Better When He's Bad (Welcome to the Point 1) - Page 7

He blew out a stream of smoke and pushed the hood of his sweatshirt back. He had on a black knit hat that made him look like he was up to no good. In fact, everything about him made him look that way. The bruise on his cheek, the black pants and heavy boots, the small tattoo of a cartoon Road Runner on the back of his hand by his thumb, the thick, dark eyebrows over emotionless eyes, and the downturn of a mouth that was too soft and pretty to be on such a hard face. With the obvious power harnessed in his big frame, he was not a guy I wanted to be in a tiny place with on a good day, and I hated—absolutely hated—that he didn’t say anything to me or that I couldn’t tell what he was thinking behind that curtain of black in his gaze.

“He never went to school?”

That seemed like a weird question to take away from everything I had just laid on him, but I had no choice but to play along.

“No. He used his tuition money to support us for a few years. He also pulled me out of public school and put me in private school for my last two years.”

“Altruistic bastard.”

I bristled automatically. “The school I was at had metal detectors, the students and the teachers were armed, and a girl got raped in the locker room. I never knew if I was going to get homework or attacked. It was awful. Race wanted something better, and since Lord Hartman refused to do anything about it, he took it upon himself to.”

“He couldn’t save me, so he decided to save you?”

I had thought the same thing, many, many times, whenever Race brought up his incarcerated best friend. A guy who looked that tough shouldn’t be so sharp. He should be all muscle and no brains. His perceptiveness made him a million times more dangerous in my mind.

“I don’t know what his reasons were and I didn’t care. I had someone who loved me and cared more about me than a hit. He offered me a chance at a normal and stable life; he showed me what family could be. He went to battle with the lord and lady of the manor for me, and I will do anything—and I mean anything—to keep him safe.”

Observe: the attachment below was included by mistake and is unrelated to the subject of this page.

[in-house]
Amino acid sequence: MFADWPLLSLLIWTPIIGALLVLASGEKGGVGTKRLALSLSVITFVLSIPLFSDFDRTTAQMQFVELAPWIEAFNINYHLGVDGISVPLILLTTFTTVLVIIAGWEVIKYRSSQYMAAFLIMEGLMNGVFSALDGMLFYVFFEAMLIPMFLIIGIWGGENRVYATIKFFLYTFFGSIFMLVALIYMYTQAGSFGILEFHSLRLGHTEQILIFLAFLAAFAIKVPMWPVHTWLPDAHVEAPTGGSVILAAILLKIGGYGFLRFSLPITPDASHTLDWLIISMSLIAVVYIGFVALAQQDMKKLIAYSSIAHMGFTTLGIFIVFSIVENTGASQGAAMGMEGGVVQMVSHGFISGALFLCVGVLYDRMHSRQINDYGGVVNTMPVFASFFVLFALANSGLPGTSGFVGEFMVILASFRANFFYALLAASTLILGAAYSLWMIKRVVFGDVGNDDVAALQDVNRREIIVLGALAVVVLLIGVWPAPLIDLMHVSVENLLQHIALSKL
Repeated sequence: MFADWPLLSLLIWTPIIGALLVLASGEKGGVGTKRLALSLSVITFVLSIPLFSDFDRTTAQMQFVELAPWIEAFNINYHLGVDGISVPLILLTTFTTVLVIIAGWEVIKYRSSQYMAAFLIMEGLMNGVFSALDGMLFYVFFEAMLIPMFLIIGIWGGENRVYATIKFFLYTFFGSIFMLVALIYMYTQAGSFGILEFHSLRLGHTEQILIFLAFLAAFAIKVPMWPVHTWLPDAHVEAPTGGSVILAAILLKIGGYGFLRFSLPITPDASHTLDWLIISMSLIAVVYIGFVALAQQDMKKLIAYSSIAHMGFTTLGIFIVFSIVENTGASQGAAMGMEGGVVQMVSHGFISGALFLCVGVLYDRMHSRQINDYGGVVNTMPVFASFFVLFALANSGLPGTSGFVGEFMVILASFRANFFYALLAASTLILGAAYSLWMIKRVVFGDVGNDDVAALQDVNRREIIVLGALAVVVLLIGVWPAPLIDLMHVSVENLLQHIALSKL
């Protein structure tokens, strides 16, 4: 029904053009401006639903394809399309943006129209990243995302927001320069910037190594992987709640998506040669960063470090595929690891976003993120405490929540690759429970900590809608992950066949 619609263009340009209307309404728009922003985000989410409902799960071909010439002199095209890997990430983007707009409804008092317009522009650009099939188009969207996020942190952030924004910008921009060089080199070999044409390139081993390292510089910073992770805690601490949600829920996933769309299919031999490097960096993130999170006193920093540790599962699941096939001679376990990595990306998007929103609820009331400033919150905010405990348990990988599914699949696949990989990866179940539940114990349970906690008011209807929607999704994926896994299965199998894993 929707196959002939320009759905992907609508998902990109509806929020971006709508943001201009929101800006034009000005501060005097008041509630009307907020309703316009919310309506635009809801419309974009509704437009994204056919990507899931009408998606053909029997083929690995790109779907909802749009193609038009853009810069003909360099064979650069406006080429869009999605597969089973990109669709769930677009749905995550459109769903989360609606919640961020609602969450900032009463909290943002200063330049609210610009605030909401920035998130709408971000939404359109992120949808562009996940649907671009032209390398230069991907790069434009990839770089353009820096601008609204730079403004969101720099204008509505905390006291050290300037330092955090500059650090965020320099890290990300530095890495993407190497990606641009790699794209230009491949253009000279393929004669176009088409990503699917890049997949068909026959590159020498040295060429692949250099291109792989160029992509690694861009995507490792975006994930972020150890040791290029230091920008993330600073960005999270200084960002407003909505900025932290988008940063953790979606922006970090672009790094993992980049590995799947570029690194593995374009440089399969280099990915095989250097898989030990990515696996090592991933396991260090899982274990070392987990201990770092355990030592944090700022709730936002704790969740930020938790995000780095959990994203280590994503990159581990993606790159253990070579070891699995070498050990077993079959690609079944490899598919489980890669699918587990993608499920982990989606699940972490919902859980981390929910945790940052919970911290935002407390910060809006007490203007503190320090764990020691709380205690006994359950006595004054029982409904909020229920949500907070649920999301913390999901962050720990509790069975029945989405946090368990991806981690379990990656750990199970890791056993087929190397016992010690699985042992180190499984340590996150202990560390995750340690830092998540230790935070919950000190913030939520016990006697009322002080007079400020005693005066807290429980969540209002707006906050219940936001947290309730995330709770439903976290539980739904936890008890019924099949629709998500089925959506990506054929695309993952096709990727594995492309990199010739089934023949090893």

Race was more than just my big brother. He was my hero. He was my savior. He was the only thing in the entire world I couldn’t live without. Money, objects, security—none of it mattered; it was all an illusion. The sacrifices Race had made for me, the way he had swooped in and showed a lonely sixteen-year-old from the way, way wrong side of the tracks that there was more to life than just getting by . . . I could never repay him for that. I would give anything and everything I had to keep my brother safe.

He put out his cigarette on the heavy tread of his boot and pushed away from the window. He pulled his hood back up around his face and walked past where I was still on the couch. When he got a few steps away, he looked down at me. Those eyes of his were just an endless dark void in a face I was sure I would never forget.

“Keep your head down. If Benny or anyone shady comes poking around, call this number.” He rattled off a bunch of numbers I would never remember but I nodded anyway. “If Race makes contact, any kind of contact, tell him I’m out. Tell him to find me, that Novak is my problem, not his. Tell him the slate is and always was clean until I say differently. You got all that, Copper-Top?”